“Generation Rent”: More Households Are Locked Out Of Home Ownership

RUNAWAY PROPERTY PRICES AND A LACK OF AFFORDABLE MORTGAGES ARE HAVING A HUGE SOCIAL IMPACT ON THE LIVES OF RENTERS.

This selection of recent articles in the UK press provides several windows into the home-ownership dilemmas facing renters as 2012 ends.

  • There’s a powerful Bristol connection as The Guardian looks at the issue in detail.
  • “No Place To Call Home” is a report from the Institute for Public Policy Research (IPPR) which reveals the social impact of “thwarted aspirations and shelved ambitions” among frustrated young renters.
  • Between 2001 and 2011 wages increased by 29% while house prices increased by 94%. The English Housing Survey found that 12x as many private renters moved house in 2010-11 compared to moves by home-owners.

Want to know more? The Observer’s reporters have made readers’ stories available on this interactive map.

Got your own experiences to share? The Observer wants to hear from you via this online form.

Posted in Housing Benefit Cuts | Leave a comment

HOUSING FEDERATION INTERVIEWS

Staff at the National Housing Federation conducted short interviews with Bristol’s mayoral candidates who took part in the housing hustings on 25th October.

They were all invited to set out their vision for housing in Bristol,  answering the following questions:

  • What is your vision for housing in Bristol?
  • What difference can the new mayor make?

See the video clips here.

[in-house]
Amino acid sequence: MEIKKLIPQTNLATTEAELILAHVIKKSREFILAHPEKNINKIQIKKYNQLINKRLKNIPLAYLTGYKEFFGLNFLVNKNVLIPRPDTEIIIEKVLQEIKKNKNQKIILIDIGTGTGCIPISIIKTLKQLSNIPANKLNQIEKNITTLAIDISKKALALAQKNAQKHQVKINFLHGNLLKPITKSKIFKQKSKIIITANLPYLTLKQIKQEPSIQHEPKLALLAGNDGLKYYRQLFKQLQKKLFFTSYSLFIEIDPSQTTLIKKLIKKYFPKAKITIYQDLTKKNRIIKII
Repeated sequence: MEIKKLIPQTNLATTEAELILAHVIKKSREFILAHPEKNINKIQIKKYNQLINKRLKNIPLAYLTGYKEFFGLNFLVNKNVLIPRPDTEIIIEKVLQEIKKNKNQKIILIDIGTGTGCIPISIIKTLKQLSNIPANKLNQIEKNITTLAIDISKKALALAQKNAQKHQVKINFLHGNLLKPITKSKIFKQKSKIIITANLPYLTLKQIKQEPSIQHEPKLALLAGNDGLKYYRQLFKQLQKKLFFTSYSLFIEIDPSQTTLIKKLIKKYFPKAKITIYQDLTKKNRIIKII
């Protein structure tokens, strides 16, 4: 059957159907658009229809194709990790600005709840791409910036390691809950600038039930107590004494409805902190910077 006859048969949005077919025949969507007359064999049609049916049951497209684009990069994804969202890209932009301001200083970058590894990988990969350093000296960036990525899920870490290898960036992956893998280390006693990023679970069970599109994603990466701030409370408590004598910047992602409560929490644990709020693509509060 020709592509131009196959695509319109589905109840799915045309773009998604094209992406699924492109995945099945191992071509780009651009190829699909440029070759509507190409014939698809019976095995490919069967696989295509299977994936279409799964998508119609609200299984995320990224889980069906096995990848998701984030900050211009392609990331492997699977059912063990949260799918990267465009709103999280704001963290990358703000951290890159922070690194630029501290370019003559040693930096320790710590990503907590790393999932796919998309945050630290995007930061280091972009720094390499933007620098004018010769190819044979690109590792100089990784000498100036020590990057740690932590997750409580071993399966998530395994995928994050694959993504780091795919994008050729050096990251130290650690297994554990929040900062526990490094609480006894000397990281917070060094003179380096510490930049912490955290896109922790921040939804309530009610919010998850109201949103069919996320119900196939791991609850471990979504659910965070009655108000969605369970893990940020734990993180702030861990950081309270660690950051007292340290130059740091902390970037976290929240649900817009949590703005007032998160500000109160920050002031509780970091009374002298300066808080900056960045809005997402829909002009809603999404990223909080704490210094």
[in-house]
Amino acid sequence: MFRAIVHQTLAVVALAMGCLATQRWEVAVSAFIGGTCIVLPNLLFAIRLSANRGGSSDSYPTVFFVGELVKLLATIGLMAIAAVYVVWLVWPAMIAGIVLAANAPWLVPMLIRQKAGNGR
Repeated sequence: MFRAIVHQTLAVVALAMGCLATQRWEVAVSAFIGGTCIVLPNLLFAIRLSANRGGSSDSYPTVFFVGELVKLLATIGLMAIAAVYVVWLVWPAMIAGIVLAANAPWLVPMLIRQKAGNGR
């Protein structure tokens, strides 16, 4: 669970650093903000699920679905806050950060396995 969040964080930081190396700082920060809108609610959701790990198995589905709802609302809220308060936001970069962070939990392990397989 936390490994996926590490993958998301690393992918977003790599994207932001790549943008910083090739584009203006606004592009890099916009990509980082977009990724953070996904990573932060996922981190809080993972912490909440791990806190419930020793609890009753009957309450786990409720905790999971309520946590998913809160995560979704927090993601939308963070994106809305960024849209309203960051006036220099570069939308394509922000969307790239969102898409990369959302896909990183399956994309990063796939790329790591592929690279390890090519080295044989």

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WHAT ARE THE MAYORAL CANDIDATES SAYING?

Photograph from reporter Stephen Morris(via BristolCulture)

How do the mayoral candidates view the issue of housing need?

At the beginning of October we sent a copy of the report on the Housing Benefit Poverty Hearing to the mayoral candidates who were going to take part in the housing event.  With elections due in mid-November 2012, we believe that this issue deserves their urgent attention.

We pointed out that the Housing Benefit cuts have greatly exacerbated the current housing crisis in Bristol and will make it extremely difficult for anyone on benefits – including many people in low paid work – to obtain a private tenancy in future.

As this will be one of the key issues confronting the future Mayor of Bristol, we asked each candidate to explain what action they would take, if elected as Mayor, to:

  • Increase the supply of affordable social housing in the city
  • Introduce special initiatives to help young people at risk of becoming homeless
  • Ensure that Bristol does not have the dubious distinction of being the city with the largest number of people sleeping rough outside London (as happened in the 1980s).

The Candidates Reply.

The only response has been from Geoff Gollop OBE, the Deputy Lord Mayor of Bristol, whose letter appears in full below.

Thank you for your letter of 5th October and the enclosed report on the Housing Benefit Poverty Hearing.